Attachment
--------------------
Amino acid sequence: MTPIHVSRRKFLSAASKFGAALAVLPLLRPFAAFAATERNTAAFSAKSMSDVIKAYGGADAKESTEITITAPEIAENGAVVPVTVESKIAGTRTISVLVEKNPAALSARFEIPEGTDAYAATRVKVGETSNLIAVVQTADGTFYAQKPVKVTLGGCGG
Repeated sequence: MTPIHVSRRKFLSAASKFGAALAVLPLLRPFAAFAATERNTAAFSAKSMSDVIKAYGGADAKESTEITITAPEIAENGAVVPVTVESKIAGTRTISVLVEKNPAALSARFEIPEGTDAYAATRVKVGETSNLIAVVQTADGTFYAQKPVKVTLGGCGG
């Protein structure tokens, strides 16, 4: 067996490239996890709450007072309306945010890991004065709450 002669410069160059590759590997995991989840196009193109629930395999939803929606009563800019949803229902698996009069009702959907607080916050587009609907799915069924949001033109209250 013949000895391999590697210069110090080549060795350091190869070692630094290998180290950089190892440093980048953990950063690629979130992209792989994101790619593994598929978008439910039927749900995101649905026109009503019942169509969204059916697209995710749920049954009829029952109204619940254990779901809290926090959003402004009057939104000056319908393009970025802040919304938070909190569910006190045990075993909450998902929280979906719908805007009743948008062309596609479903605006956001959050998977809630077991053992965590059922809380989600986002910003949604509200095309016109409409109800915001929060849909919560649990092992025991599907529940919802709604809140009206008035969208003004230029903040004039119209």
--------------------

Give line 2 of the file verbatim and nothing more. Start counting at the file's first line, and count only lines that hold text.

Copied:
Repeated sequence: MTPIHVSRRKFLSAASKFGAALAVLPLLRPFAAFAATERNTAAFSAKSMSDVIKAYGGADAKESTEITITAPEIAENGAVVPVTVESKIAGTRTISVLVEKNPAALSARFEIPEGTDAYAATRVKVGETSNLIAVVQTADGTFYAQKPVKVTLGGCGG